39 (34.8%) patients encountered improvement in their ASIA classification by one class or more, 5 (4.5%) patients worsened from their baseline ASIA classification by one class or more, however 68 (60.7%) remained same.

Back pain was the most common symptom expressed by patients (46.8%), while complete paralysis has occurred in 30.4% of cases [Table 1].
Table 1: Demographics of study patients

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Motor vehicle accidents (MVAs) and falls are the two leading causes of spinal cord injuries in our sample; however, MVAs were the most frequent (79.5%, with falls representing the other 20.5%; [Figure 2]).
Figure 2: Distribution of causes of spinal cord injuries in Southern Saudi Arabia

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The study revealed no impact of time to surgery on the ASIA score, whether done early or late; however, there is a significant negative correlation between time to surgery and the duration of admission to the intensive care unit (ICU) or regular ward, regardless of the reason of delaying surgery [Table 2].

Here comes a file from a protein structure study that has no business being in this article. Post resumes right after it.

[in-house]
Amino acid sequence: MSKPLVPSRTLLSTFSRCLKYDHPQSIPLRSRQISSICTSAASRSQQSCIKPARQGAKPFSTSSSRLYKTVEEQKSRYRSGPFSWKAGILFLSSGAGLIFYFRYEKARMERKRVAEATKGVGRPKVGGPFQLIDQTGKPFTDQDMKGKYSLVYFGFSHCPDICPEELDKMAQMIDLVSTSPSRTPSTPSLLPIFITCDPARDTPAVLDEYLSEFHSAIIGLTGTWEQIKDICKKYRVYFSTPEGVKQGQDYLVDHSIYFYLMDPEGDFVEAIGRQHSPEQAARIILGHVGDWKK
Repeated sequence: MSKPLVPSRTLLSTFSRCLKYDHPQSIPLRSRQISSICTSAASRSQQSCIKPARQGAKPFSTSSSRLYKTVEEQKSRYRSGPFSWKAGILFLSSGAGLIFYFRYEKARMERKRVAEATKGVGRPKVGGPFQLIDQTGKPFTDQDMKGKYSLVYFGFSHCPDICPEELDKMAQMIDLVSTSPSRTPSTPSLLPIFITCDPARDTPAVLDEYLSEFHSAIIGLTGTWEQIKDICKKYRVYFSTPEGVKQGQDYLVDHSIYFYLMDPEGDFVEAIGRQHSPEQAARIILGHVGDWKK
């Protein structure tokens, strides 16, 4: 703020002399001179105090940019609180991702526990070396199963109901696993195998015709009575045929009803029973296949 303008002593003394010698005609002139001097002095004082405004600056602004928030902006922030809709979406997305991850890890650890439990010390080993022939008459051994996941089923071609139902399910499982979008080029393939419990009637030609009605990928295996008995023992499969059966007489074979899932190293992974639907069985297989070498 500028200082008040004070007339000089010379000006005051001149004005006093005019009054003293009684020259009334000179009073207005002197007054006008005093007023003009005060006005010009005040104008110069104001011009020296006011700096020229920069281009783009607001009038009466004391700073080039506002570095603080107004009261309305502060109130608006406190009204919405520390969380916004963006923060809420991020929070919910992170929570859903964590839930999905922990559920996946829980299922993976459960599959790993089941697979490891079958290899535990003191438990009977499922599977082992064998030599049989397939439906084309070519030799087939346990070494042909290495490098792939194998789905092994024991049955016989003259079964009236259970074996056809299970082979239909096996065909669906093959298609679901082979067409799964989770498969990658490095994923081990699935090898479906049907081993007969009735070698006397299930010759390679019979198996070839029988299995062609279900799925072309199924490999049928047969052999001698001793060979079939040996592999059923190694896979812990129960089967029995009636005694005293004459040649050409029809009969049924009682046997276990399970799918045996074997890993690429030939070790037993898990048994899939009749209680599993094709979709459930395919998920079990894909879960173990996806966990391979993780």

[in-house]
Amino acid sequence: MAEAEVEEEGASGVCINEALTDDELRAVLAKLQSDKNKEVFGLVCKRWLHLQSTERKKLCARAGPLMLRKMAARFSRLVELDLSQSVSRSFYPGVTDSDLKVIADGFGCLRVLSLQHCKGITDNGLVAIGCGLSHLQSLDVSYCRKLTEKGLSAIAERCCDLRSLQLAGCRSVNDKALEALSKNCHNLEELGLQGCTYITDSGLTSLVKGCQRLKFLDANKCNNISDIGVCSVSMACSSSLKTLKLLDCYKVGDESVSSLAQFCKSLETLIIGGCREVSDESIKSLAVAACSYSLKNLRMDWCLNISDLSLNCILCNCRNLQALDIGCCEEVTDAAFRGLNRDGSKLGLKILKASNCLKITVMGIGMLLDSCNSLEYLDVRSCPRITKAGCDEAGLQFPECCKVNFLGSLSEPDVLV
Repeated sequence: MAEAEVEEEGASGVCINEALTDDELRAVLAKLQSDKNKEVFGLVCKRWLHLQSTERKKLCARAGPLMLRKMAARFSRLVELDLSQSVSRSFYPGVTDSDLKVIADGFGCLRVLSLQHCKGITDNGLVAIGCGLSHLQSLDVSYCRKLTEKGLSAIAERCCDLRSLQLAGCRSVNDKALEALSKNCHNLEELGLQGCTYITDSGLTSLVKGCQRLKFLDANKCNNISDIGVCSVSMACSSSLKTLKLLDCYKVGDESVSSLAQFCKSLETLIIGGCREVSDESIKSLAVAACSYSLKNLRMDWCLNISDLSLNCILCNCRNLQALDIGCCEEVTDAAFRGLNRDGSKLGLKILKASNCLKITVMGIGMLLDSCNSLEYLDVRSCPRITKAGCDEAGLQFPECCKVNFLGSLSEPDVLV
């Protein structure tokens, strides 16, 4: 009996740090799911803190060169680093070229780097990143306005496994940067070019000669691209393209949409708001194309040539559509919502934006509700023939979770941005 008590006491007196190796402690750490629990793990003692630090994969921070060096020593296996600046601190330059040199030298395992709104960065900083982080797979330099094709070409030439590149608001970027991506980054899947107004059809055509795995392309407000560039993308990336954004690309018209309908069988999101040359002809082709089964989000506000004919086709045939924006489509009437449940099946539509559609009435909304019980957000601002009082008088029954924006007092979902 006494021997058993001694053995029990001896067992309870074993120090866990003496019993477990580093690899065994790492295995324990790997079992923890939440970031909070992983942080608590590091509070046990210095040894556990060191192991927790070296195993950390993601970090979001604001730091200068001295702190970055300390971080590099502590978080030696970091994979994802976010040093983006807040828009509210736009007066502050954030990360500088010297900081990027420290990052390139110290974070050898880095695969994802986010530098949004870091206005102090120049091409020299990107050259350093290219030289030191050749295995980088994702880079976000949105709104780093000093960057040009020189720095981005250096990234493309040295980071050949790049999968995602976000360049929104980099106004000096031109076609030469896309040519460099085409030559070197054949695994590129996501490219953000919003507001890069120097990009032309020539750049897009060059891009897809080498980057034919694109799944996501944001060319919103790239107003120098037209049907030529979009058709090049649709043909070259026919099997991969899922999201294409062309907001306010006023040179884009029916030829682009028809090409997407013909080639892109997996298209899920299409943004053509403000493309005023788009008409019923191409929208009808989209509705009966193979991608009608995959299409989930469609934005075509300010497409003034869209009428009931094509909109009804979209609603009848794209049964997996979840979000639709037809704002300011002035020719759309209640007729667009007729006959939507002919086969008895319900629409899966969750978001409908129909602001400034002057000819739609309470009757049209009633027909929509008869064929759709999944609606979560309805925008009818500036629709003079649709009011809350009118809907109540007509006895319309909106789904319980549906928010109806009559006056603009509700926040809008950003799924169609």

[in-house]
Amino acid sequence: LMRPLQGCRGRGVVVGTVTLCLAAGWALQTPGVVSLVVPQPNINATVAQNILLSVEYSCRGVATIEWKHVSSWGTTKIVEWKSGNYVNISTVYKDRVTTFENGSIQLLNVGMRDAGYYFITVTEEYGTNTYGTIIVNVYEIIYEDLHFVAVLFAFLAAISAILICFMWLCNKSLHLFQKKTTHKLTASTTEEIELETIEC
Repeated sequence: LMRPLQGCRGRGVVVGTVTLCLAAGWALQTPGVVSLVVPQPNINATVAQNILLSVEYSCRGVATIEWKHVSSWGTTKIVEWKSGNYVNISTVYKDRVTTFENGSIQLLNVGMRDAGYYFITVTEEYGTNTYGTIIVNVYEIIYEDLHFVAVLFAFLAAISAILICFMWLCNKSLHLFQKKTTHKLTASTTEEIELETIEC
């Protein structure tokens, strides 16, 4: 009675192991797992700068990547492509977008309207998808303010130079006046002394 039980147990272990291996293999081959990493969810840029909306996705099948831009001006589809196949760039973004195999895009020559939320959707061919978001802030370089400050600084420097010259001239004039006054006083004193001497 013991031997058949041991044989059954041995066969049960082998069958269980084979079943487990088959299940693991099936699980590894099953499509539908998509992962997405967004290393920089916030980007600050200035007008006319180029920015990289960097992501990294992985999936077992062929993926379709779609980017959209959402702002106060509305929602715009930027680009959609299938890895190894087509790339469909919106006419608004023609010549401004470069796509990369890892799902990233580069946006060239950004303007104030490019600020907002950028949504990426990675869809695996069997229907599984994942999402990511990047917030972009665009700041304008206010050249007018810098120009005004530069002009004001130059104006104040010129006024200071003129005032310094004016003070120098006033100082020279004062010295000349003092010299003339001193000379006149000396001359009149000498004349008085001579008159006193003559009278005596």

Table 2: Correlation between time to surgery and postoperative intensive care unit and ward stay

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The study shows no relationship between time to spine surgery and the presence of other injuries or the severity of injuries, which meant that patients might undergo spine surgery early or late regardless of other associated injuries. Essentially, the presence of other injuries does not necessarily delay spine surgery. Also, This study found no correlation between the level of SCI and time to surgery [Table 3].
Table 3: Correlation between time to surgery and the presence of other injuries and level of spine injury

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  Discussion Top

A SCI is defined as an injury of the spinal cord due to compression, incision, or contusion after traffic accidents, gunshot injuries, falls, and sports injuries.[11] SCI contribute to other complications such as neurogenic bladder, urinary tract infections, fractures, cardiovascular problems, and depressive disorder. Regardless of whether an SCI is complete or partial, rehabilitation remains a lengthy process requiring patience and motivation.[11]